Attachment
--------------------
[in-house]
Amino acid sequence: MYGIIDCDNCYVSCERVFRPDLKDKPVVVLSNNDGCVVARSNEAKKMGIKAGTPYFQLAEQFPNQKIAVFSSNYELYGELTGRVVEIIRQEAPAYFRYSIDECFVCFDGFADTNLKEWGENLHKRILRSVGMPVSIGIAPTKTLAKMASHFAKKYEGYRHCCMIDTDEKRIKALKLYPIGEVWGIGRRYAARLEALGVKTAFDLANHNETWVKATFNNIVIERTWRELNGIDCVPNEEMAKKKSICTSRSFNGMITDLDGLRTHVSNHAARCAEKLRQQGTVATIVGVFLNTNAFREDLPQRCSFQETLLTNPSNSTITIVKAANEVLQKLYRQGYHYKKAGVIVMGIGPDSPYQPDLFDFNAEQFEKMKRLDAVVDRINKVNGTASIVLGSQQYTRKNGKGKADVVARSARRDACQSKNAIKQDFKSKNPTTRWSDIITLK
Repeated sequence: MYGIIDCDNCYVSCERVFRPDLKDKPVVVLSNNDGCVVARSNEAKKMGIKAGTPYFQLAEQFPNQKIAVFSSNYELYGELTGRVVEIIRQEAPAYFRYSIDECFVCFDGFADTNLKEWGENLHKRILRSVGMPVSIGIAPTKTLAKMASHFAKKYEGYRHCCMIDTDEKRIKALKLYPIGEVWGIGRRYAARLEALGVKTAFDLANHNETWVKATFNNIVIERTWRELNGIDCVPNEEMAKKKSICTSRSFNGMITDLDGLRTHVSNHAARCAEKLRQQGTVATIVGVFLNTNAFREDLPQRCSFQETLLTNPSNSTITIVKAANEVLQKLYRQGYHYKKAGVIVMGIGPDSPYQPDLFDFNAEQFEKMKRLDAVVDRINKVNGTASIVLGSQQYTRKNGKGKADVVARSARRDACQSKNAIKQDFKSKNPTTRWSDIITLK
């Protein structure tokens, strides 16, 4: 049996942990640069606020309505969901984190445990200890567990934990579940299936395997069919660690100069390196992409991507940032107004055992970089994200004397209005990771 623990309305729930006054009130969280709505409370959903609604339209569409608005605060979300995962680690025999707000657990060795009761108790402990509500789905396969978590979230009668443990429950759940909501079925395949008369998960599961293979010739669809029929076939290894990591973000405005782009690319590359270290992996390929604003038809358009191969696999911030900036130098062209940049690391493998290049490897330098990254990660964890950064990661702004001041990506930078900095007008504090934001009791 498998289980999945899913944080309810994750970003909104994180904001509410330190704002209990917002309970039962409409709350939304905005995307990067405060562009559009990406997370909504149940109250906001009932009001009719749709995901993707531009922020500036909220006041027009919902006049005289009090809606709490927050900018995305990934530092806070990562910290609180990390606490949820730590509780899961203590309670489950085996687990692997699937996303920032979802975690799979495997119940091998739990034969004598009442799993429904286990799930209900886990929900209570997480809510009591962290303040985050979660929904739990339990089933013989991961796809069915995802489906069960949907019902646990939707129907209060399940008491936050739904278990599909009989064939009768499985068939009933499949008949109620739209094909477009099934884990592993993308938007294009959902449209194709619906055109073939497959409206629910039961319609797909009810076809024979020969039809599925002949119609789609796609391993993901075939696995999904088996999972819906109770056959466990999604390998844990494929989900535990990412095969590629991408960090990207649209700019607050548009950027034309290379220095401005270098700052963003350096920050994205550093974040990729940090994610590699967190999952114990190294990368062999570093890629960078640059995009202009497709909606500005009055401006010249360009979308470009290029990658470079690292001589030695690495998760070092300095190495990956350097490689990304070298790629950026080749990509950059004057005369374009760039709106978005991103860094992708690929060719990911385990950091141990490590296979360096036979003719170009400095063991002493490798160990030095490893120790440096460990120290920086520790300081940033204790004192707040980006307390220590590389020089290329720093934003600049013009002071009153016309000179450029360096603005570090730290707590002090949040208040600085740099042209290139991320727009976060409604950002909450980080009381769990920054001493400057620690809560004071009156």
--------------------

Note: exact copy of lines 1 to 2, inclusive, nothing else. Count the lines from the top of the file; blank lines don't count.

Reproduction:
[in-house]
Amino acid sequence: MYGIIDCDNCYVSCERVFRPDLKDKPVVVLSNNDGCVVARSNEAKKMGIKAGTPYFQLAEQFPNQKIAVFSSNYELYGELTGRVVEIIRQEAPAYFRYSIDECFVCFDGFADTNLKEWGENLHKRILRSVGMPVSIGIAPTKTLAKMASHFAKKYEGYRHCCMIDTDEKRIKALKLYPIGEVWGIGRRYAARLEALGVKTAFDLANHNETWVKATFNNIVIERTWRELNGIDCVPNEEMAKKKSICTSRSFNGMITDLDGLRTHVSNHAARCAEKLRQQGTVATIVGVFLNTNAFREDLPQRCSFQETLLTNPSNSTITIVKAANEVLQKLYRQGYHYKKAGVIVMGIGPDSPYQPDLFDFNAEQFEKMKRLDAVVDRINKVNGTASIVLGSQQYTRKNGKGKADVVARSARRDACQSKNAIKQDFKSKNPTTRWSDIITLK